|1. No, its not a different point
I objected to Ben Smith's assertion that Emanuel was vindicated by pointing to a Politico piece that claimed Emanuel was arguing for a called back bill smaller than a Senate bill. Since progressives, labor and Nancy Pelosi were instead arguing for the Senate bill plus a sidecar fix, and since that is the process which was adopted instead of a scaled back bill, I said it was Emanuel who caved to progs, not the other way around.
Glenn responds by writing that this isn't the issue:
The "vindication" Smith sees has nothing to do with Emanuel's advocacy for a "scaled-back" bill, but is about a different point entirely: namely, Emanuel's assumption that there was absolutely no reason to accommodate progressive objections to the health care bill because progressives (despite their threats) would automatically fall into line and support whatever the White House wanted, even if their demands were ignored. Is there really any doubt that Emanuel was right about this point?
That is not a different point--it is exactly the same point. If progressives were objecting to a scaled back bill, and a scaled back bill didn't happen because of their objections, then progressive demands were accommodated, not ignored. In a post-Massachusetts context,. Progressives got the demand they were making.
2. Even the argument that Emanuel thought progressives would cave is "anonymous royal court intrigue" reports
Glen argues that you can't really prove Emanuel was advocating for a scaled back bill:
Assuming that Emanuel really advocated for a scaled-back version (that's from anonymous royal court intrigue reports, so who knows?), this objection (as Smith acknowledges) is true as far as it goes
It is true that the claim that Emanuel was arguing for a scaled back bill is based on "anonymous royal court intrigue reports." Then again, so it the claim that Emanuel assumed progressives would cave. Where is that proof? And why should we believe some anonymous royal court intrigue reports and not others?
3. Progressives cut a deal on the July 31st letter way back in September
Quite a few people keep pointing to the July 31st letter where 60 Democrats vowed to oppose any bill with a public option. Relevant passages from that letter:
Any bill that does not provide, at a minimum, for a public option with reimbursement rates based on Medicare rates - not negotiated rates - is unacceptable.(...)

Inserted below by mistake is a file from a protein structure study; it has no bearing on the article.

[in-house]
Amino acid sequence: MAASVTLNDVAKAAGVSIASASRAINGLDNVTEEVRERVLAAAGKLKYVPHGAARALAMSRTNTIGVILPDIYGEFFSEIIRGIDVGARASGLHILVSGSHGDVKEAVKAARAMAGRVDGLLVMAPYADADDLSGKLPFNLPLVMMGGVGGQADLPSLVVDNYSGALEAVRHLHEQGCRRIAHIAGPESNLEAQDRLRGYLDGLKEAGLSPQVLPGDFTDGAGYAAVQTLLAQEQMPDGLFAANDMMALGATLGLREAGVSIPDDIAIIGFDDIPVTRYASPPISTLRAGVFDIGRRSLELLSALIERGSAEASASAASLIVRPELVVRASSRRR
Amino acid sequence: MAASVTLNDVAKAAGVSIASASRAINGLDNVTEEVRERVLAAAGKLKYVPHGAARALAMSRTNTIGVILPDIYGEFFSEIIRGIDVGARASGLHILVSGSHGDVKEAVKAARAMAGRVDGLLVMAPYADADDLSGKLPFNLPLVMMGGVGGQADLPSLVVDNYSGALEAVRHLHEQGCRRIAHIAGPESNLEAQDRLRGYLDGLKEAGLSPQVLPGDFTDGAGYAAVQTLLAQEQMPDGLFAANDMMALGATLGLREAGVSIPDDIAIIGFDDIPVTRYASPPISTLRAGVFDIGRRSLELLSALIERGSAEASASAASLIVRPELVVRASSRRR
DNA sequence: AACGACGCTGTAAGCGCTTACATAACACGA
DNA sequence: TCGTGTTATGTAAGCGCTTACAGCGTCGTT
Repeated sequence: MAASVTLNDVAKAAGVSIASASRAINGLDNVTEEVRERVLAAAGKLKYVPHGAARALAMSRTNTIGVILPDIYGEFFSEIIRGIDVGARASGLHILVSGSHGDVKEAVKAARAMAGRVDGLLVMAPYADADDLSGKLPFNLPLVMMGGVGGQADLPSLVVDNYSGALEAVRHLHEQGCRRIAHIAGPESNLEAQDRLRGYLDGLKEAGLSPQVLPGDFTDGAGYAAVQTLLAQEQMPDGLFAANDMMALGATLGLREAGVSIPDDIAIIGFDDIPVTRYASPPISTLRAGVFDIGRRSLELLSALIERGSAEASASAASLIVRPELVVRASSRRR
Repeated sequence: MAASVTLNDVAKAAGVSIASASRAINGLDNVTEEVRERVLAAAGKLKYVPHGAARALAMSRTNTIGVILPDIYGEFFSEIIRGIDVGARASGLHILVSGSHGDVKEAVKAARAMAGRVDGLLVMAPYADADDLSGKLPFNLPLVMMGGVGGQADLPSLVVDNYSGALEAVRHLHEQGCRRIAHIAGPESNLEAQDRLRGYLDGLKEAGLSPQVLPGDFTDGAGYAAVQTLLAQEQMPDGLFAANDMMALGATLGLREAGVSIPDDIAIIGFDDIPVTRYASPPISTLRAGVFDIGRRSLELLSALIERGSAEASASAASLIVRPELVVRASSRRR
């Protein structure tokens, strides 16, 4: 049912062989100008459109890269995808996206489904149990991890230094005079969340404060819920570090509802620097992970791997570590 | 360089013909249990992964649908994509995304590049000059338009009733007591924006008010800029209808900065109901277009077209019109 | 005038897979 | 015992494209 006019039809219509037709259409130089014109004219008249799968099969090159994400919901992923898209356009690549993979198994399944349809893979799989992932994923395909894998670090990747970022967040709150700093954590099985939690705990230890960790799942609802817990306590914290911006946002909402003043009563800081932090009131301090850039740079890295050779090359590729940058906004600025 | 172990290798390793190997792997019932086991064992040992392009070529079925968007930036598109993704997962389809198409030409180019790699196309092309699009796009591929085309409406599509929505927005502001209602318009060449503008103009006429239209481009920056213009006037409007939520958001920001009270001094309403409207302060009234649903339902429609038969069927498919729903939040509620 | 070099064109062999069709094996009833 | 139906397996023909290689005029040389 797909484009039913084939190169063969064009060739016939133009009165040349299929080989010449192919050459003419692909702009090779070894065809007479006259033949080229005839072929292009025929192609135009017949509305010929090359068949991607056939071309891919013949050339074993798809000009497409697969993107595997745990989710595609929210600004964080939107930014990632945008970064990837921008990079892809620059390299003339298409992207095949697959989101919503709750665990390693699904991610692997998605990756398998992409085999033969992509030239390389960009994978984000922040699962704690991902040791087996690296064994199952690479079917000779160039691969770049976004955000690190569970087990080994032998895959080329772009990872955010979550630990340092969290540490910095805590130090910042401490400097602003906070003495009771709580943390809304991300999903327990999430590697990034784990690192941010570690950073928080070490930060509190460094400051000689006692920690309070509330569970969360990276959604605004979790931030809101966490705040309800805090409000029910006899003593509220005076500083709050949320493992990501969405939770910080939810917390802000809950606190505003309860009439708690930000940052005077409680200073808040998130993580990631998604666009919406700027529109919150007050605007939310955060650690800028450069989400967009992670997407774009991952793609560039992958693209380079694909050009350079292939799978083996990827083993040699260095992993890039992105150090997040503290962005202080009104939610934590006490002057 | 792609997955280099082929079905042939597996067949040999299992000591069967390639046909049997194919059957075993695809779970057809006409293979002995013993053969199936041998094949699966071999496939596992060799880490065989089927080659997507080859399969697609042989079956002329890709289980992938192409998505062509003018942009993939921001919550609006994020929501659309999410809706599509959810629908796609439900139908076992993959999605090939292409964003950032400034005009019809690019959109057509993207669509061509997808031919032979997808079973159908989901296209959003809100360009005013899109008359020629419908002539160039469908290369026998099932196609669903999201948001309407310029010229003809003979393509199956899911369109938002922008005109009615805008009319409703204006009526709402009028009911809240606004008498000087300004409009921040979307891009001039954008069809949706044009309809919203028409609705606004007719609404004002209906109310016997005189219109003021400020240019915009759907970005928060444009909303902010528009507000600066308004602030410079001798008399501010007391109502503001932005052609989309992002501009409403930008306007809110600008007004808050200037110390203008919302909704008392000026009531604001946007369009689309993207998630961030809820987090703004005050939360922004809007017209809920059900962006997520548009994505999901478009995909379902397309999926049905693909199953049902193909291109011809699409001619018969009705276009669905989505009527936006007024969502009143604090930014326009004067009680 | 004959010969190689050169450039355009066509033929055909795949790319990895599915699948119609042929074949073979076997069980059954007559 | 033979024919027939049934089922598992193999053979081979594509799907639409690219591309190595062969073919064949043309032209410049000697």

We simply cannot vote for such a proposal.
It certainly doesn't look good to go back on a threat like that. However, those Democrats already folded on that letter when all but two of them voted for the House bill in November. They weren't threatening to vote against a bill without any public option--they were threatening to vote against a bill without a public option based on Medicare rates. That sort of public option wasn't in the House bill that passed in November.
The bloc caved over four months ago, not now. Only considering House Progressive support for the current legislation to be going back on their word doesn't make any sense. If you were holding them to the words of the July 31st letter, you should have been demanding your money back from those Representatives as far back as November 7th. If you were holding them to the July 31st letter, and considering swerving from it a betrayal, you probably confused the matter a bit by openly considering raising money for some of them since that time.
In fact, the bloc actually caved well before November 7th. In mid-September, in response to Progressive threats to kill the bill, Speaker Pelosi gave them the green light to prove that a public option tied to Medicare rates:
I have done some checking on whether Representative Grijalva's claim in The Hill this morning that 46 members will vote against a bill without a public option represents the final count from the Progressive Caucus's whip count from three weeks ago.
It turns out that they never finished that whip count, and 46 was simply the number they were at when they dropped the effort. At the time they stopped, they were actually running above the 60 members who signed the letter opposing health care reform without a public option back in August. At least two other members had signed on.
The effort was dropped, however, in order to begin a new whip count of the entire Democratic Caucus on support for a public option with Medicare +5% rates (aka, the "robust" public option the Progressive Block had been demanding). This new whip count was begun at the request of Speaker Pelosi, who had challenged the Progressive Caucus to demonstrate sufficient support to pass such a public option.
Their threat led to this whip count, which ended up not finding the votes. And, once this whip count was started, the threat to vote against a bill without a public option was never reiterated.
The bloc folded in mid-September in return for the opportunity to whip the entire caucus, with the approval of the leadership, on the Medicare public option. You can argue that was a bad deal to make, but the deal was cut six months ago, and was made public in October.
Now, let me be clear. I am not going to try and whip progressives who are opposed to this bill into line. I also agree that House Progressives gave up a lot more than they got during the course of this process. Also, many people who feel let down by the Democrats who signed the July 31st letter have a good case.
All I am saying is:
And that's it.
- Progressives did get some concessions in return. They were not entirely shut out.
- There is a good case to be made that, after Massachusetts, they made Rahm fall into line, not the other way around
- Stop waving around the July 31st letter, as though nothing happened between now and then, or as though what is happening now is the first time the promise in that letter wasn't broken.